“We also need a wider debate about the quality use of psychotropic medicines in residential care and hospitals, and how we provide health care to people in residential care generally, as we face an exponential rise in dementia numbers over the next two decades”.

Dr Lie said Australian practitioners increasingly favoured risperidone over haloperidol and quetiapine for dementia.

“For Australian doctors, haloperidol is generally already not first choice for dementia, but we need to remember the issue of ceasing haloperidol prescribed for delirium before people leave hospital or reviewing it after transfer to residential care”, he said.

“Once people are put on psychotropics there is a reluctance to stop [the drugs] and they tend to stay on them.”

– Amanda Bryan

1. BMJ 2012; 344: online 24 February
2. BMJ 2012; 344: online 24 February
3. Aust NZ J Psychiatry 2011: 45; 705-708

Posted 27 February 2012

3 thoughts on “Evidence mounts on antipsychotics in elderly

  1. Sue Ieraci says:

    I support the comments above – the use of antipsychotics is, in a way, a marker for difficult behaviour in the demented elderly. The combination of greater longevity and changes in the family structure mean that this is becoming an increasing problem – the burden of care for an agitated, confused or frankly violent dementia patient is enormous – whether on the spouse, child or RACF staff. Certainly we should welcome research on the most effective and safest alternative, but there is no place for indignation about the use of these drugs.

  2. Thinus van Rensburg says:

    A study like this in an overseas journal such as the BMJ does not factor in the local complexities of the risks to these elderly patients in chronically understaffed RACFs. We are forced to weigh up the risks of an aggresive unruly patient to themselves and the other residents, with one or two carers looking after 20 or more residents, against the risk of an antipsychotic casuing a earlier death in a specific demented patient.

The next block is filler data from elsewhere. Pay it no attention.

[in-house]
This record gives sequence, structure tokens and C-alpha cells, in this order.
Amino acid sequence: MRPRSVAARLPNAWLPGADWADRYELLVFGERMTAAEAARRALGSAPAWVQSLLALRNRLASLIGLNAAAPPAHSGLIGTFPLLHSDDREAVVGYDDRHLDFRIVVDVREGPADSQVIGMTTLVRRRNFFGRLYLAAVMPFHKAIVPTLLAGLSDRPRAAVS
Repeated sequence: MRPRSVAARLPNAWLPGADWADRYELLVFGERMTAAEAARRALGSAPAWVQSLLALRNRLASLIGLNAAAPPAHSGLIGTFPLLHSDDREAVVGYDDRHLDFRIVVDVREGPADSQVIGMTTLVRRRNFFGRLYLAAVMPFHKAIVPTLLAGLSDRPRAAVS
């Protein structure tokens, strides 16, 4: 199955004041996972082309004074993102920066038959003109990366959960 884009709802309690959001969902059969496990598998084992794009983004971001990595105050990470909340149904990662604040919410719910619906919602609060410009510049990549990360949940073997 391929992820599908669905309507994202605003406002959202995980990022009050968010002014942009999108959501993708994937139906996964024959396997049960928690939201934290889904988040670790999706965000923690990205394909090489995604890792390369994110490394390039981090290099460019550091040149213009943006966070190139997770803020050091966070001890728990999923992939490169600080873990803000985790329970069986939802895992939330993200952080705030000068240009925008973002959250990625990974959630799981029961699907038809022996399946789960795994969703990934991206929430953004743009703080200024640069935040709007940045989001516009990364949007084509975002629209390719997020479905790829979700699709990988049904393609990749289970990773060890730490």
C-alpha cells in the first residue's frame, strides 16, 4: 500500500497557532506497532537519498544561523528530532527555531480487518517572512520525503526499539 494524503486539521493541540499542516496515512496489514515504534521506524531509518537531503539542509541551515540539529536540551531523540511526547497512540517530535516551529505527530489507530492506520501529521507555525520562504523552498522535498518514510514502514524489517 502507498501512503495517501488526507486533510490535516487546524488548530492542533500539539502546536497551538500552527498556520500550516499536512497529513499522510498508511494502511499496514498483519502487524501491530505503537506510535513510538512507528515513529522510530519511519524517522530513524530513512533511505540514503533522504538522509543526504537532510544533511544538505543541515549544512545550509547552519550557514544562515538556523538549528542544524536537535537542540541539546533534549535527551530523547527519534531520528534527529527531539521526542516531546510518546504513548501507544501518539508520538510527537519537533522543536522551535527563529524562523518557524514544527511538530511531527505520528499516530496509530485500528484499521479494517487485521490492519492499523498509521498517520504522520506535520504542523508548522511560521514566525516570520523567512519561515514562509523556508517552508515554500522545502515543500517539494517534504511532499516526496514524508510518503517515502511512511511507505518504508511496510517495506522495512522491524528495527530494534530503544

3. Dr Horst Herb says:

    I guess nobody would be worried if the headlines were that people on chemotherapy have a higher risk to die in the next year than those not having it.
    Old people whom we prescribe antipsychotics are usually the ones putting themselves at risk through erratic behaviour, and more often than not are quite ingenuous at being non-compliant with medication regardless of the nursing staff’s best attempts – of course they will have a higher mortality. That excess mortality might even be reduced rather than increased by antipsychotics – bu we don’t know.
    Despite the author’s statement that the results were “adjusted for confounding factors such dementia or behavioural disturbances” I find that hard to believe, given the complexity and individual variance of such problems.

    Hence, we won’t know until we have a good prospective, randomized study with a large enough sample size to accommodate the huge individual variance on risk factors.

    Hence, papers like the presented one sadly do nothing in order to clarify the burning question we have – whether we are doing the right thing by giving or not giving antipsychotic medication to such patients, and if we should give, which one to choose. Such papers just add to the bias and confusion arising in the absence of evidence.